Statement of Benefit to California:
There is currently no cure for heart damage caused by heart attack, and stem cells offer a very promising solution to this problem that affects millions of Americans. We feel that addressing possible solutions to this pervasive problem is a very constructive and meaningful way to utilize some of the financial resources allocated for stem cell research in California. Within (and outside) the CIRM community, we also have the important goal of making currently unavailable electronic, microfabrication and signal processing technologies available in the form our proposed research platforms. With our planned outreach efforts, we will freely share our methods and equipment, hopefully enhancing the work of many other research groups. By using CIRM funds, we could make such systems available for use with non-registered (as well as registered) cell lines. The outcome of this research stands to impact not only citizens of California, but also the nation and the world. We aim to make considerable progress with research paid for by the citizens of California, demonstrating the degree to which we, as a people, are committed to solving problems in medicine and health care and improving the lives of others. This work will also benefit our State and taxpayers through the training of post-doctoral and graduate students with a clear mindset of leadership, creativity and compassion. Through publication and presentations at local, national and international forums, we hope to disseminate the knowledge gained and encourage further advances.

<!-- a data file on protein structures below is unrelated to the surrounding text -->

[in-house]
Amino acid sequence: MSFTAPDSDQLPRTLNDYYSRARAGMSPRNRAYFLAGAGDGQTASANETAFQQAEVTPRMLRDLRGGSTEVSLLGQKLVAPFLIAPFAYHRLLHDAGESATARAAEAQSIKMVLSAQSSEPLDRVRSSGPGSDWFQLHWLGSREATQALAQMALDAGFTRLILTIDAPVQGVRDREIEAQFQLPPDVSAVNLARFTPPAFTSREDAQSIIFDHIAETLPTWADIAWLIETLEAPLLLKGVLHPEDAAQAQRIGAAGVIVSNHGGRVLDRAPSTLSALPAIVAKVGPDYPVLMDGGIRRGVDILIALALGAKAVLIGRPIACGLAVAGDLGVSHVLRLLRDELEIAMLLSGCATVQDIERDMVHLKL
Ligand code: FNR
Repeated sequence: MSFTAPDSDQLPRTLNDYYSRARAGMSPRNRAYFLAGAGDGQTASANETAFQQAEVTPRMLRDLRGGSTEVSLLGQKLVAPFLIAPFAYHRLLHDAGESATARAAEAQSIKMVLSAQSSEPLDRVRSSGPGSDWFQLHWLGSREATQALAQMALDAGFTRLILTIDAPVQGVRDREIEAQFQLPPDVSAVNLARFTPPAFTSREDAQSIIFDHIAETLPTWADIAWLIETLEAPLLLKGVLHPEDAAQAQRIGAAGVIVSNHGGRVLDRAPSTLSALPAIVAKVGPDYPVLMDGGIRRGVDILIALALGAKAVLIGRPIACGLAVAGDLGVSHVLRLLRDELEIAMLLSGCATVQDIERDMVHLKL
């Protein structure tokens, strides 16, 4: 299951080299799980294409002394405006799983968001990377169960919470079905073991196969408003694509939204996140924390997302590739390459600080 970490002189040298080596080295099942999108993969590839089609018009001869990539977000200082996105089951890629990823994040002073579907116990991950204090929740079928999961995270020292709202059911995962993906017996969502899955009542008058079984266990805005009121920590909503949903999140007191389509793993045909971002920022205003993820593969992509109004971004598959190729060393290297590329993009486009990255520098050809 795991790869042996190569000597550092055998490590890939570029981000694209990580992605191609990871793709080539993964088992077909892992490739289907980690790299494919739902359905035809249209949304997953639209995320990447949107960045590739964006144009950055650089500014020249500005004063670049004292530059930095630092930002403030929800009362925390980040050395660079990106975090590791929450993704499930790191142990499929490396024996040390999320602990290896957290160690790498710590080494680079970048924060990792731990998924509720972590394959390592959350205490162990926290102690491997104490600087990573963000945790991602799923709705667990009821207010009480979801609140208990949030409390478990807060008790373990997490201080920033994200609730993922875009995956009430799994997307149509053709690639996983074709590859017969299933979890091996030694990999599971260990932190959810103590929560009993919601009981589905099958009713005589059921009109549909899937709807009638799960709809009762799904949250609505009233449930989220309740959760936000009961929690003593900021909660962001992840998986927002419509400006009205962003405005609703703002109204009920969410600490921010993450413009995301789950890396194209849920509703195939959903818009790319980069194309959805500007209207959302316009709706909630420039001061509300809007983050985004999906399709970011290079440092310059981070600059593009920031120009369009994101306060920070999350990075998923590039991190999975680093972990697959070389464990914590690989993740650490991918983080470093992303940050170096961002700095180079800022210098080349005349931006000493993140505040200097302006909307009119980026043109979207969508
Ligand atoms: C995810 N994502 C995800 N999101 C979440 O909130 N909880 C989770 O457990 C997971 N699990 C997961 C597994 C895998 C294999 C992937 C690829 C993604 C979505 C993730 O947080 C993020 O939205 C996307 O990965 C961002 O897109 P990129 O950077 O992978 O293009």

The success of cardiac cell grafts for repair of infarcts or congestive heart failure has been moderate to date. While graft cells may survive transplantation, their contribution to conduction and force generation is neither well-defined nor understood. Also, there is concern that the stem cells could negatively impact some aspects of heart function and lead to disturbances of heart rhythm. In light of this, we proposed to develop a model to study the detailed interaction of stem cells and healthy heart tissue in the laboratory, focusing on two main thrusts. The first part of this project had seen the successful development of a platform to better understand the transition that stem cells make as they mature into heart cells, a process known as differentiation. Using arrays of microelectrodes, recording of electrical activity from maturing stem cells was demonstrated. Impact of electrical stimulation on the differentiation process had been probed. Investigation of the interaction between stem cells and heart cells had also been initiated. The second part focused mainly on the latter aspect – functional coupling of stem cells in the heart tissue. New analysis tools for the quantification of the conduction of the electrical activity across a heart tissue were developed. Studies with mixed co-cultures of cardiac cells and fibroblasts revealed a high sensitivity of the conduction properties to the presence of non-conductive cells (fibroblasts), and provide a model for assessing conduction in stem cell grafts of varying homogeneity. Co-cultures of heart cells (host) and stem cells (graft), first grown separately then allowed them to merge, highlighted issues of conduction mismatch at the interface between the host and graft tissue, as well as the dependence of this conduction on the maturity and purity of the grafts used. Most importantly, these studies demonstrated the value of the model developed under this grant for the investigation of electrical coupling and conduction in stem cell grafts, issues that are vital to the safe, effective and successful use of stem cell therapy.